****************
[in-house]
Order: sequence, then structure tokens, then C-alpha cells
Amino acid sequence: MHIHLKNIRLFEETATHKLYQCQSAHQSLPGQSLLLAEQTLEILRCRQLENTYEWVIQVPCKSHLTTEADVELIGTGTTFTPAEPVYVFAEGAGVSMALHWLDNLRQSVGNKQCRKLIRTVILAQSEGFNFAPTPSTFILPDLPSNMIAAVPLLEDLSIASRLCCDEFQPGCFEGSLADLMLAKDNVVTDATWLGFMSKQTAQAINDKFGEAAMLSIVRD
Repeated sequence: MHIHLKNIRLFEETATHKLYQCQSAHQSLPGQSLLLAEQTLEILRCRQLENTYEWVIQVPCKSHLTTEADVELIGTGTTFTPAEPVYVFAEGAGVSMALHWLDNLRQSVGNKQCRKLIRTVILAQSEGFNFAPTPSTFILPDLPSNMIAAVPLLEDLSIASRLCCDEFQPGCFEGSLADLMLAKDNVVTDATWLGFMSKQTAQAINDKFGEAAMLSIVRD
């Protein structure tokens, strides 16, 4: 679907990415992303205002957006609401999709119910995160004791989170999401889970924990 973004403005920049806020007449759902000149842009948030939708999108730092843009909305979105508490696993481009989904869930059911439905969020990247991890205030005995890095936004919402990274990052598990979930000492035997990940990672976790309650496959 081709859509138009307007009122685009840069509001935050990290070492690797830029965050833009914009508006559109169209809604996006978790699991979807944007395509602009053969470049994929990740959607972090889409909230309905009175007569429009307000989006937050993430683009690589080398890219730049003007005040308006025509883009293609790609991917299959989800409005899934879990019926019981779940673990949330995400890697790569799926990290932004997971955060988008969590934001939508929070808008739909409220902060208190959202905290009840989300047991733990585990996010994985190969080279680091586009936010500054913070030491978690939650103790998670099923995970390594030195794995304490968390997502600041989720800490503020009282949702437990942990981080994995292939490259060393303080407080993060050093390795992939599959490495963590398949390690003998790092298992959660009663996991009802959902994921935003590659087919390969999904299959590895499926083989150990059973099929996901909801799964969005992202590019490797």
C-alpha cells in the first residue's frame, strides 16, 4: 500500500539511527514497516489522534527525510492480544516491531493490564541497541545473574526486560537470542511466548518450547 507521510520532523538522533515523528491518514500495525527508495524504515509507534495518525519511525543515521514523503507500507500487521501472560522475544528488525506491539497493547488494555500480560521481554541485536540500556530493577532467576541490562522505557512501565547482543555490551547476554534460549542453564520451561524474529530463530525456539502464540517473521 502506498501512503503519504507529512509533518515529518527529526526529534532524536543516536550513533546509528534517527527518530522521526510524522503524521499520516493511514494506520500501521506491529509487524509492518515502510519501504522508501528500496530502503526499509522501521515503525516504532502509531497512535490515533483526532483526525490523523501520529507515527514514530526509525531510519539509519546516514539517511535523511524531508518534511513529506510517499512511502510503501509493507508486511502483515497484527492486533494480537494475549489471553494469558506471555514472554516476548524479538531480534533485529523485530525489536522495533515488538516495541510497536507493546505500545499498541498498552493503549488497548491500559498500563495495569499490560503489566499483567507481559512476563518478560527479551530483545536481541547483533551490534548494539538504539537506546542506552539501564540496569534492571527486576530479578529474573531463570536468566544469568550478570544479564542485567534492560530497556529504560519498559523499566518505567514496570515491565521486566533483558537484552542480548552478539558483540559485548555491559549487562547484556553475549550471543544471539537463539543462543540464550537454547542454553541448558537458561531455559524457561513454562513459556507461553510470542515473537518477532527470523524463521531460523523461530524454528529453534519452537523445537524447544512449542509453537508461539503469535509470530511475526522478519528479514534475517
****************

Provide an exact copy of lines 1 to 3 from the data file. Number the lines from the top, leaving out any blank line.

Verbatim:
[in-house]
Order: sequence, then structure tokens, then C-alpha cells
Amino acid sequence: MHIHLKNIRLFEETATHKLYQCQSAHQSLPGQSLLLAEQTLEILRCRQLENTYEWVIQVPCKSHLTTEADVELIGTGTTFTPAEPVYVFAEGAGVSMALHWLDNLRQSVGNKQCRKLIRTVILAQSEGFNFAPTPSTFILPDLPSNMIAAVPLLEDLSIASRLCCDEFQPGCFEGSLADLMLAKDNVVTDATWLGFMSKQTAQAINDKFGEAAMLSIVRD